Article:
All the words and phrases you’ve ever studied on Babbel are added to your personal Vocabulary. Then, by encouraging you to review items at optimal intervals, a sophisticated Review Manager further helps you to commit vocabulary to long-term memory. It tracks your successes and errors, and calculates what is best to review, when. This innovative system not only makes learning close to effortless, but also makes it a lot more efficient.
We’ve revamped the My Vocabulary overview to make it even clearer. Due to popular demand, we’ve also made it possible to print out your vocabulary words. Go take a look here after you’ve logged into Babbel.
Yesterday we released Babbel Mobile — iPhone Apps for seven languages. We’re happy to be receiving positive feedback from all over the world. In fact, in some countries, we’re already ranking in the top ten educational Apps in the App Store!
The idea of Babbel Mobile is to allow you to study languages anywhere, anytime. We think it’s a great way to make some productive use of your in-between time — whether it’s on the way to work, on the commercial break or on the beach. You don’t even need an internet connection. But if you do happen to be online, everything you learn is consistently synchronized with your Babbel Review Manager, making the time you spend learning efficient.
Babbel Mobile can be used to complement Babbel.com or as a stand-alone vocabulary trainer. Babbel subscribers can access the full vocabulary of 3000 words, while others can try a free lesson and purchase vocabulary for a onetime price of €5.99 / US$ 7.99. In any case, downloading the App is free for everyone. You can use your existing Babbel login or sign up cost-free in a few seconds.
Update: We are currently developing an Android app. There is no release date as yet but we will certainly keep you informed via the Babbel newsletter.
We are excited to announce that with some new features and software clients, we have just made a leap toward becoming a language learning system unlike any other.
Babbel has never been just a website, but was rather built as a server client application. It’s no wonder, then, that we’d develop new platforms. Our objective has always been to make learning as simple, accessible and effective as possible using today’s state-of-the-art methods and technologies.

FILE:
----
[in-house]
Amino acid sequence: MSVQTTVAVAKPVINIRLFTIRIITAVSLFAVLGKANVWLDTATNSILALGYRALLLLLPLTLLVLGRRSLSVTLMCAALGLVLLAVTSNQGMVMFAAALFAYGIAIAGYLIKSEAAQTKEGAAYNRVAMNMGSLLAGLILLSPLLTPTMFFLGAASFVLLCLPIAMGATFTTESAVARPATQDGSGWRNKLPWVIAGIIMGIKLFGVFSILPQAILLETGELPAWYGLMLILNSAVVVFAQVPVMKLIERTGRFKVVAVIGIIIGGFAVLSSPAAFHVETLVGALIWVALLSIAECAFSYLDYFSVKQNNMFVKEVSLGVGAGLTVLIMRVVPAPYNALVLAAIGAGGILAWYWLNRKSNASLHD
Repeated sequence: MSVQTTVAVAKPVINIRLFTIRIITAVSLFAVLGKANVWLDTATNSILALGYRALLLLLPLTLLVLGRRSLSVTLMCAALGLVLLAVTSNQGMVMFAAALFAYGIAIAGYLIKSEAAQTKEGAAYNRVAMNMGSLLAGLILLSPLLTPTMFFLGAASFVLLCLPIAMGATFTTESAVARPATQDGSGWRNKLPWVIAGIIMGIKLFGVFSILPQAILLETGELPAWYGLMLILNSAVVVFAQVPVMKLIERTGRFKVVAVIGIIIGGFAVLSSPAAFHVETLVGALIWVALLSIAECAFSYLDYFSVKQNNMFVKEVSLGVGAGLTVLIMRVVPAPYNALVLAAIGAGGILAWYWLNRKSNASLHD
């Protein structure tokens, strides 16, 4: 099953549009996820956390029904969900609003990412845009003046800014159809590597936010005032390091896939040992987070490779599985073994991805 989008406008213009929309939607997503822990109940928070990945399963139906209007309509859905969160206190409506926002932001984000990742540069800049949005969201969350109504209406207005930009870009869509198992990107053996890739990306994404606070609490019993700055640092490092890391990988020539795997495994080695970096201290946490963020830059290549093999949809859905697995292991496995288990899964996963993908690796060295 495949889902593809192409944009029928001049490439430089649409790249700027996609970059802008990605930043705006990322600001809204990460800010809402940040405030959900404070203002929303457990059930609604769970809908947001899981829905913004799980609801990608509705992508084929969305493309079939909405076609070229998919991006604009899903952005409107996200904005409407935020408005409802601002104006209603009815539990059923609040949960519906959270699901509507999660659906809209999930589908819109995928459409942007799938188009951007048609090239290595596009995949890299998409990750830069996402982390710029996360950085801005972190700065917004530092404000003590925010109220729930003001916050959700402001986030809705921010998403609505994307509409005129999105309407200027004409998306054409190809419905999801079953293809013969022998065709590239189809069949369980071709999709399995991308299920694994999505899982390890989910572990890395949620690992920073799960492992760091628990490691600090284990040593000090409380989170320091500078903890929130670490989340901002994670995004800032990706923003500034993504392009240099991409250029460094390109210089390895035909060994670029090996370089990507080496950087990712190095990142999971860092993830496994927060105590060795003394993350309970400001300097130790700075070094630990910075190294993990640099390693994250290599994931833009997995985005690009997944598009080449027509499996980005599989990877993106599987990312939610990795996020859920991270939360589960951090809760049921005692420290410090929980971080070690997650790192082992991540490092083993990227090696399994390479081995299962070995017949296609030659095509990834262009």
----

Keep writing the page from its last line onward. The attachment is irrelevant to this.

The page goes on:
We’ve created Babbel Mobile, an iPhone app that can be used alone or as a complement to Babbel.com. You can now refresh your vocabulary anywhere and anytime, whether or not you’re on the internet. Then, with Babbel Refresh, the new desktop application for PC and Mac, you’ll always remember to review. Thirdly, a new list-view of your Personal Vocabulary also makes it simple to print out a vocabulary list, to remove words from the Refresher system or to get a full overview of your learning progress. And finally, we’re presenting a first Course in our new format: a new Italian Beginner’s Course is easier and clearer than ever.
Over the next days, we’ll cover all these new features in more detail. For now, just take a look at our new 30 second video above or here (in any or all of our seven languages).
There might have been more than a few raised eyebrows last November when we at Babbel decided to move away from our known Freemium model. We were forging into unknown territory; we got a lot of feedback saying that it was “daring”, “dangerous”. But now the verdict is in – the switch to a pay service has been a resounding success. The change has brought in a committed cadre of learners happy with Babbel’s usability, efficiency and overall quality. It shows that our concept works. (more…)
Babbel Blog’s Interview with Frank Schüler und Matthias Hornberger of Kizoo, a Babbel investor. Schüler is Kizoo’s president and was managing director of subsidiaries of Web.de; Hornberger is Kizoo’s CFO and responsible for Finance, Controlling, Investor Relations & Corporate Affairs. (For the original German version click here)
When did you first hear about the “internet”?
In business terms it was around 1995. We probably all figured out what roll the internet was going to play at the university. For me personally, in ’91 and ’92, it was a communication tool between universities. I myself was in New York then, and at the time the internet was already an important communication tool with people back home.